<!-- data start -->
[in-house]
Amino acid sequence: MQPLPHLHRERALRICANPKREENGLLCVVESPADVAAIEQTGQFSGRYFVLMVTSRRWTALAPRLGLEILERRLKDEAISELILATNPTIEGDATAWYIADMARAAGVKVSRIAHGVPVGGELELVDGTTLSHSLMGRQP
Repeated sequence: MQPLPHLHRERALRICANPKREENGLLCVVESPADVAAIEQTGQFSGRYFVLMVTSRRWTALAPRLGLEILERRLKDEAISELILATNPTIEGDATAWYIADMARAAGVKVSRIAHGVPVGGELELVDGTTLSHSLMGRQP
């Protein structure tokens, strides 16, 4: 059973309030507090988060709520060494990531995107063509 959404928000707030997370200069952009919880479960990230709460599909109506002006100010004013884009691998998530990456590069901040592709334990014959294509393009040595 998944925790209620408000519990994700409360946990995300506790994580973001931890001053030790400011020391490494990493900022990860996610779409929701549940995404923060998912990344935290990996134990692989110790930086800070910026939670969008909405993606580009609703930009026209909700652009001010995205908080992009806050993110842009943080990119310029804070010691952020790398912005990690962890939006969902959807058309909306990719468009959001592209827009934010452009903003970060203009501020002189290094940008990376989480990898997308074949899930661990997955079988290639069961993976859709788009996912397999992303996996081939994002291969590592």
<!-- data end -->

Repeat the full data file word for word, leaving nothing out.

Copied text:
[in-house]
Amino acid sequence: MQPLPHLHRERALRICANPKREENGLLCVVESPADVAAIEQTGQFSGRYFVLMVTSRRWTALAPRLGLEILERRLKDEAISELILATNPTIEGDATAWYIADMARAAGVKVSRIAHGVPVGGELELVDGTTLSHSLMGRQP
Repeated sequence: MQPLPHLHRERALRICANPKREENGLLCVVESPADVAAIEQTGQFSGRYFVLMVTSRRWTALAPRLGLEILERRLKDEAISELILATNPTIEGDATAWYIADMARAAGVKVSRIAHGVPVGGELELVDGTTLSHSLMGRQP
């Protein structure tokens, strides 16, 4: 059973309030507090988060709520060494990531995107063509 959404928000707030997370200069952009919880479960990230709460599909109506002006100010004013884009691998998530990456590069901040592709334990014959294509393009040595 998944925790209620408000519990994700409360946990995300506790994580973001931890001053030790400011020391490494990493900022990860996610779409929701549940995404923060998912990344935290990996134990692989110790930086800070910026939670969008909405993606580009609703930009026209909700652009001010995205908080992009806050993110842009943080990119310029804070010691952020790398912005990690962890939006969902959807058309909306990719468009959001592209827009934010452009903003970060203009501020002189290094940008990376989480990898997308074949899930661990997955079988290639069961993976859709788009996912397999992303996996081939994002291969590592």